It’s all about the “Woo Woo”

By Stacy Davies

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Posted November 10, 2011 in Arts & Culture

Recently I’ve been watching some YouTube videos by spiritualist Eckhart Tolle, whose book A New Earth is one of Oprah’s favorites, and thinking a lot about what he calls “being present.” Many philosophers—especially Buddhists—talk about being in the present, about not turning your brain into a cacophony of chaos by allowing echoes from the past and fears of the future to invade at every turn. This also includes over-analyzing the present moment itself—that one right there, or, wait . . . yup, that one too! (Speedy little things.) It also means not over-thinking every little thing to death, allowing your brain to lead you around by the theoretical nose until you’re practically pretzelized with confusion, irritation and angst, sucker-punched by your own stupid, aggressive thoughts. What creeps.

So, after listening to Tolle for about a week (not, you know, every hour of every day, or anything, and I have not shaved my head—yet), I embarked on some behavior modification to reclaim my present moments, one of which included deactivating my Facebook account. (Bets are currently being waged to see how long I last.) After all, being on it only made my world seem smaller; if I know what you had for dinner tonight right down to the flavor of croutons or that you had your tubes tied this morning, I don’t know, it makes everything seem so trivial, like under a magnifying glass, like going into the ant hill with the ants instead of looking at them from afar, you know, with a magnifying glass on a sunny day. After all, the more mystery, the more the world opens up with unknown horizons, unknown adventures and unknown casseroles. “Less is more” quiets the cacophony.

Last month, before I’d embarked on this particular revelatory jump, I’d seen Joy McAllister’s exceptional, oil abstractions in “Paradigm Drift” at the Main Street Gallery. Abstracts are not always the slice of lime in my gin and tonic, but there was something about these works that appealed to me—their color and composition—and something else that I couldn’t explain. Now, on the other side of my recent rehab, I saw her work again and realized what that extra something was: presence.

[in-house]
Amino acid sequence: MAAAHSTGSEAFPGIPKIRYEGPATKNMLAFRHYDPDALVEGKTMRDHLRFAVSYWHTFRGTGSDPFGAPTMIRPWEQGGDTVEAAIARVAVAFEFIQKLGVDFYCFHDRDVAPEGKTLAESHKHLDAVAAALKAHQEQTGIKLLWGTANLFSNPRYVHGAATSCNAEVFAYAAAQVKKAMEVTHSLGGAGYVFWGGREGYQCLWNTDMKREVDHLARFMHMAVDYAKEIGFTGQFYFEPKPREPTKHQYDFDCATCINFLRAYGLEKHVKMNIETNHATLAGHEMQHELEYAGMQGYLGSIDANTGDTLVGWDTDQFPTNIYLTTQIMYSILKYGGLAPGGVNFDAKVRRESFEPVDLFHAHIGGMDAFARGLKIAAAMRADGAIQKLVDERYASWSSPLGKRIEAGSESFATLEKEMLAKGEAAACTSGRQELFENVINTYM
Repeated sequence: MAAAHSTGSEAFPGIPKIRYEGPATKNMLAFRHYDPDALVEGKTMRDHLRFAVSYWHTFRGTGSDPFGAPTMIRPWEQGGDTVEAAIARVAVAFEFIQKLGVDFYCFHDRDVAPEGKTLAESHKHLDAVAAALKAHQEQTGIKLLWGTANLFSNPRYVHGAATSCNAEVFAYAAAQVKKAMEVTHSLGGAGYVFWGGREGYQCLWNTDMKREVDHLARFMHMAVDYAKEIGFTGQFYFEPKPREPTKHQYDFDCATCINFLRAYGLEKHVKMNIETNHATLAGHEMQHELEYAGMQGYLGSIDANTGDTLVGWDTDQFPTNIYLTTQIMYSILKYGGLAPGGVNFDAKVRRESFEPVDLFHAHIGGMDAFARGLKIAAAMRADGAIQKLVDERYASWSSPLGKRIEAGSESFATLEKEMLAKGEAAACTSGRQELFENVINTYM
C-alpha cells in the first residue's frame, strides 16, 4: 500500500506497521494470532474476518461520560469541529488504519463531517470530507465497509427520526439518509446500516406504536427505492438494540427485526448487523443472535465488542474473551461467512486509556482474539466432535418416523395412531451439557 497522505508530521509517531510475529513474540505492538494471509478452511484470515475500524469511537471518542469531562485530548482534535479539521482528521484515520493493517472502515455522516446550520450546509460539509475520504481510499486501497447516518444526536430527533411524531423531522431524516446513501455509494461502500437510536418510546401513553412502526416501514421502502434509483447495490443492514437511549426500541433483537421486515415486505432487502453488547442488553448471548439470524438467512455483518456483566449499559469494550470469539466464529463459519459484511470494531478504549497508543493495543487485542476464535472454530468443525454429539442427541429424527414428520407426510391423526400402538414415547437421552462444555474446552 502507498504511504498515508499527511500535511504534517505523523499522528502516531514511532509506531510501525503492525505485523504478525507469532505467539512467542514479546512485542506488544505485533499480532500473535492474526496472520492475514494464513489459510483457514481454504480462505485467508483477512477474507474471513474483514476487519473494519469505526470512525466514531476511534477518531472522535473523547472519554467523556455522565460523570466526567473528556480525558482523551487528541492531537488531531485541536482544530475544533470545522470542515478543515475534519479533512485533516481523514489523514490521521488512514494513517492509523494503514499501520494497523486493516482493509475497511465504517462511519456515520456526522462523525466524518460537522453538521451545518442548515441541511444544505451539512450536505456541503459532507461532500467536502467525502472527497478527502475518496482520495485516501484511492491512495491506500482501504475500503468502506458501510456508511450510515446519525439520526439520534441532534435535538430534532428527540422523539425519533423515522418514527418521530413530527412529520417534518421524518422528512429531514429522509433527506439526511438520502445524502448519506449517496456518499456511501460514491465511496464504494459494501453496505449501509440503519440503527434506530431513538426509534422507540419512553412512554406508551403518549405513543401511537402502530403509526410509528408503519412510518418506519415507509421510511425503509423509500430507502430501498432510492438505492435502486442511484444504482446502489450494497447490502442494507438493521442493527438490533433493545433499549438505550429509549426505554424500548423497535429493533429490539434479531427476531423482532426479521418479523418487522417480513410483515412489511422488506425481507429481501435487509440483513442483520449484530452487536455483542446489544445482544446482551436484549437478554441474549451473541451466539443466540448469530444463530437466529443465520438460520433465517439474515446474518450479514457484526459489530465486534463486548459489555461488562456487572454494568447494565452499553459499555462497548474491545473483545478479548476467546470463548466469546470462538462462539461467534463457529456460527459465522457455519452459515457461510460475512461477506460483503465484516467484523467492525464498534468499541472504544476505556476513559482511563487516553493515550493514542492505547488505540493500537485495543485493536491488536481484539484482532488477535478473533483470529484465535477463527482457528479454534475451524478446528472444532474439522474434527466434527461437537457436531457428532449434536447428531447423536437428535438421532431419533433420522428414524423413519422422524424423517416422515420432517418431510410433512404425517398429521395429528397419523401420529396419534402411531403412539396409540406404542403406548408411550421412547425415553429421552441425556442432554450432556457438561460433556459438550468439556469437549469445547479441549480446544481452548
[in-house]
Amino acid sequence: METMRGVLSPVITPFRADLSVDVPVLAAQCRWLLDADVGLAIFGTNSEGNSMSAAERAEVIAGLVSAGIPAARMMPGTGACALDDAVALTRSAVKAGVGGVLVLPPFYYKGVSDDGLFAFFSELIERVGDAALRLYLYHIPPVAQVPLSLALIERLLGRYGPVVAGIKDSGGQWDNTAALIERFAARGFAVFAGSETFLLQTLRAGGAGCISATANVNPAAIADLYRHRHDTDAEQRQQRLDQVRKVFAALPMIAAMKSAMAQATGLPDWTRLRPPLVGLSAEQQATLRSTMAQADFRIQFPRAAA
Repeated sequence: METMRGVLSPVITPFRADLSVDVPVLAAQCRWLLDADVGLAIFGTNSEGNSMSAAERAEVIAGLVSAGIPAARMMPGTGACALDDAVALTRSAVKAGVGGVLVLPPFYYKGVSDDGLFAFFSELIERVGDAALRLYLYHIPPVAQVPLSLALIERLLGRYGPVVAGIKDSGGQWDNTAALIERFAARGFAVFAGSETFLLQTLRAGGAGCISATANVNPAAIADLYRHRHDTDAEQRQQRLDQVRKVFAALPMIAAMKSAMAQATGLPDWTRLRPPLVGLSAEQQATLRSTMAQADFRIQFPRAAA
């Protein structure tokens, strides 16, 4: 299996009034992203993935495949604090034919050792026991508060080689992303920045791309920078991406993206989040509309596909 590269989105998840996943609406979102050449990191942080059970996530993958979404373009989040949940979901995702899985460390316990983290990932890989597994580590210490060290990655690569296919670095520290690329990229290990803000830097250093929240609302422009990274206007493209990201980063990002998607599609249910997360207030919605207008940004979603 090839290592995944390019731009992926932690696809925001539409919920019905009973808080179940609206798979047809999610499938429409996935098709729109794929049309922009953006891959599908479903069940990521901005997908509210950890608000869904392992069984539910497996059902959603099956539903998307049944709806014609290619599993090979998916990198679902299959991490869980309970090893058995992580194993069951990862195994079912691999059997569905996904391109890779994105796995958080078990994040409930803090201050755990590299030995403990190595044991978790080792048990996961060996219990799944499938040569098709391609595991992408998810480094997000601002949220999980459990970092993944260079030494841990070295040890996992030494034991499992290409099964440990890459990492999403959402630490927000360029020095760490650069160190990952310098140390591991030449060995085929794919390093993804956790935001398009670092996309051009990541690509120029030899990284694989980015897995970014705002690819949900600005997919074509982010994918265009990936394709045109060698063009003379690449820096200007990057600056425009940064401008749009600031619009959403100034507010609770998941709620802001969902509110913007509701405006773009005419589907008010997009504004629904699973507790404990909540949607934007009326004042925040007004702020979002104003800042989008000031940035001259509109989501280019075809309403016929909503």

Much like listening to a piece of instrumental music or staring at a flower or sunset, the feeling of being present without the need to think about or name what you are experiencing also comes from art. McAllister, in fact, writes in her artist statement that her new work actually emerged by turning her previous mode of thinking about her work inside out, moving “away from creating within a concept, and instead toward creation as the concept.” It’s therefore no coincidence that her organic display of structure-less creation was instantly enveloping.

The work itself speaks directly to the light and form we find all around us, much of which is often muddled or hidden by our industry and overactive minds. Driven by an instinctual inner genesis, McAllister’s knife and brush lay on texture and pigment in what might be called a super-conscious state—she’s already equipped with years of skill and no longer needs to question the technique but merely allow it to be the mechanism through which her creativity flows. The results are glorious and constitute her best work to date.

Now, I’d be out of a job if I didn’t describe the imagery itself, so forgive the step out of “presence” when I write that within her “formless” forms we find grand, sweeping landscapes of mountains, valleys, chasms and peaks, and a fusion of vibrating soulscapes merging and melding into a synthesis of chromaticity and candescence that positively wows the senses. One might even suggest that within each image resides the energy from which it was created, and staring at it quietly for a few moments might briefly transport you out of this clanging, wily world.

My friend Tamara calls this type of talk “woo woo”—which always makes me laugh, because if anyone else besides me were writing about vibrating souls and present-tense brain rewiring, I’d probably think they were an asshole. (You’re therefore welcome to think that of me, without repercussion.) McAllister’s work can weather my woo woo or anyone else’s, of course, and if you can bring yourself to silence your phone for a few hours (the world will not end), go feed your head something you can’t get from tweeting and fill your soul with the white noise of the now. You might just hear something new for a change.

“Paradigm Drift” at Main Street Gallery, 252-C S. Main St., Pomona, (909) 868-2970; www.pomonaframehouse.com. Open Tues.-Sat., 10AM-PM.


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